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The Independent Critic

Tom Hanks, Matthew Rhys, Chris Cooper, Christine Lahti, Susan Kelechi Watson, Wendy Makkena, Tammy Blanchard, Maryann Plunkett, Maddie Corman, Sakina Jaffrey
Marielle Heller
Micah Fitzerman-Blue, Noah Harpster
Rated PG
108 Mins.
TriStar Pictures

 "A Beautiful Day in the Neighborhood" Opens 2019 Heartland Film Fest in Indy 
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There may never be a more appropriate motion picture to open Indy's Heartland International Film Festival than 2019 Opening Night selection A Beautiful Day in the Neighborhood, a Tom Hanks starrer that fits so beautifully within the framework of what it means to be a Heartland film that it's almost hard to imagine that any other film this year will be necessary. 

Of course, Heartland Film Fest will be showing other films. 

The moment we all heard about the project, I'm pretty sure there was a collective universal gasp. Inside, we were secretly whispering to ourselves "Please don't ruin it. Please don't ruin it. Please don't ruin it."

Trust me, director Marielle Heller doesn't ruin it. In fact, she makes it all incredibly sublime. 

The casting of beloved Tom Hanks as an even more beloved Mr. Rogers is a casting coup for the generations, so inspired that it seems practically pre-destined by the cinematic gods. In the opening moments that we see Hanks as Fred Rogers, there's a moment of breathlessness until he begins singing those familiar words and we begin to realize that all is right with the universe. 

A Beautiful Day in the Neighborhood isn't a Fred Rogers biopic, but there's absolutely no denying that even a single wrong note by Hanks could have potentially derailed the entire thing. 

Hanks never hits a single wrong note in a performance that is, without question, going to be remembered come awards season. 

Having had its acclaimed world premiere at TIFF earlier this year, A Beautiful Day in the Neighborhood is a slam dunk for newly named Heartland Artistic Director Greg Sorvig, whose programming slate this year further cements Heartland's journey toward the top of the nation's film festivals.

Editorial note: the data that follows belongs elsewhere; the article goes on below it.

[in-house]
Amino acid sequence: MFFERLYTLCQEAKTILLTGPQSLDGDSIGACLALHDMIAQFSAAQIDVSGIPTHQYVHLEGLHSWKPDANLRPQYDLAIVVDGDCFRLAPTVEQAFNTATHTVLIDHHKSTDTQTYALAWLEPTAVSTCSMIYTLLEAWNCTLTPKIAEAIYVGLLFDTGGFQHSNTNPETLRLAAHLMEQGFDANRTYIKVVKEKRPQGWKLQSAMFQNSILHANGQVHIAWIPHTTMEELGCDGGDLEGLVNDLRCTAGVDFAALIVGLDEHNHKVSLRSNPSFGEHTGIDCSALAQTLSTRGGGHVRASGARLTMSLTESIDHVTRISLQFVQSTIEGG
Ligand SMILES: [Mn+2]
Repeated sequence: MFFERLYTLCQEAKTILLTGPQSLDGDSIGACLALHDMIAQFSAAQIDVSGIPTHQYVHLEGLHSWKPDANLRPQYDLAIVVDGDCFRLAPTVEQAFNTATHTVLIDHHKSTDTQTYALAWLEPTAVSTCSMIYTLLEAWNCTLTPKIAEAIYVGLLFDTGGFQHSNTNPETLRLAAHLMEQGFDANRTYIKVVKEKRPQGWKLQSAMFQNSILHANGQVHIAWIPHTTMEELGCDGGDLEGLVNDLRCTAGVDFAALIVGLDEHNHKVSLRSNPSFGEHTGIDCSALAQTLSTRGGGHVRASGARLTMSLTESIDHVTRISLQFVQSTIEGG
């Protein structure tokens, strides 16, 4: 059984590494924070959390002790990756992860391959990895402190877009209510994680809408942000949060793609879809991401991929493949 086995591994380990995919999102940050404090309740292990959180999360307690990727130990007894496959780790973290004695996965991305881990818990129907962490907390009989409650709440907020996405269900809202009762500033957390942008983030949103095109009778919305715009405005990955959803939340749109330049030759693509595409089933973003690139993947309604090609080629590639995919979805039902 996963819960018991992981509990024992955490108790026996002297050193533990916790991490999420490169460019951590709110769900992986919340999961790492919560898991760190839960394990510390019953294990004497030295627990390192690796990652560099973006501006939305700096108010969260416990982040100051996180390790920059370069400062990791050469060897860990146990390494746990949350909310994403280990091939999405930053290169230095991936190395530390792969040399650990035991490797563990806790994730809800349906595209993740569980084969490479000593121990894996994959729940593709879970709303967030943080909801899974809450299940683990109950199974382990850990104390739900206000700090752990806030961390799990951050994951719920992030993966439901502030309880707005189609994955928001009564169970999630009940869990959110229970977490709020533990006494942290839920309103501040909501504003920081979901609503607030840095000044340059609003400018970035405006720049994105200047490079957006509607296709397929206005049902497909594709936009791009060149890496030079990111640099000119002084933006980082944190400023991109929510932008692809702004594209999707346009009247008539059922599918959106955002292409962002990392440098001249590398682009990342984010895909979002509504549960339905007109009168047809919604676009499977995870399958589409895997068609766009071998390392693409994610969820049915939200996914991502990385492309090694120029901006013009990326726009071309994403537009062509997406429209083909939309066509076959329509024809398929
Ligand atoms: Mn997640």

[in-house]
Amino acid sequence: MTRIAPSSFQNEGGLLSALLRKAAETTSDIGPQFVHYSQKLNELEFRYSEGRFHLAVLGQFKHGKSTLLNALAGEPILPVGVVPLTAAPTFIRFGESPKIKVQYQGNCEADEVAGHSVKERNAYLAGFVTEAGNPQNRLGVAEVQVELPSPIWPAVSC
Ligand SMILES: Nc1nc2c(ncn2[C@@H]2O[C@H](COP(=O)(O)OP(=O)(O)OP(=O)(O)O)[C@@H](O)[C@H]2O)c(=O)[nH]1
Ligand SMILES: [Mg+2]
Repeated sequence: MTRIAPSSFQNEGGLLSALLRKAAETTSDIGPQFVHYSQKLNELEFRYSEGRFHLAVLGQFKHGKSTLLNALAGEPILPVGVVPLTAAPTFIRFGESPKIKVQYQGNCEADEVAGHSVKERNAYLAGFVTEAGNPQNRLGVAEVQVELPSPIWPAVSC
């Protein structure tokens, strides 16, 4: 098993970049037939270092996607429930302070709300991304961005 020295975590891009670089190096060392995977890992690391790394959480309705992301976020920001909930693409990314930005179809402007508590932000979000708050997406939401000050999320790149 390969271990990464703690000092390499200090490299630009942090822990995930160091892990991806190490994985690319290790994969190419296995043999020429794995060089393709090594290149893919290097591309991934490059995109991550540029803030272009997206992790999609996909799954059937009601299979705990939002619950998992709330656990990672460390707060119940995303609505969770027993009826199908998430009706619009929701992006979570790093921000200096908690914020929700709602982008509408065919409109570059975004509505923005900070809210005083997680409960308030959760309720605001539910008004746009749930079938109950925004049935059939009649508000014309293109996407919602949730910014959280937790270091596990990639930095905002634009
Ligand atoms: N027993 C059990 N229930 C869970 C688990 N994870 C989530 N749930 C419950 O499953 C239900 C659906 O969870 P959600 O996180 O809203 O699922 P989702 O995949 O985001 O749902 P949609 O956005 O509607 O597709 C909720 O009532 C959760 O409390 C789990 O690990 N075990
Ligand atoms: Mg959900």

Marielle Heller, director of last year's Melissa McCarthy starring Can You Ever Forgive Me?, lays claim to being one of the best and most consistently engaging filmmakers working today with A Beautiful Day in the Neighborhood, a film that at its core is as much about forgiveness and friendship as it is about Mr. Rogers. 

A Beautiful Day in the Neighborhood is based upon Tom Junod's Esquire article; Micah Fitzerman-Blue and Noah Harpster's screenplay largely focusing itself on the relationship between Esquire investigative journalist Lloyd Vogel (Matthew Rhys, The Americans), who is tasked with penning a 400-word essay for the magazine's "hero" issue. The timing isn't exactly great for the already somewhat jaded Vogel, whose attention is divided between a new baby boy and a reappearing father (Chris Cooper) whose emotional distance has long toyed with the psychologically fractured and defensive writer. Vogel's inability to forgive and move forward is creating tension with his adoring, loyal wife (Susan Kelechi Watson, This Is Us) and it's almost inevitable that Vogel enters his time with Fred Rogers with more than a little cynicism.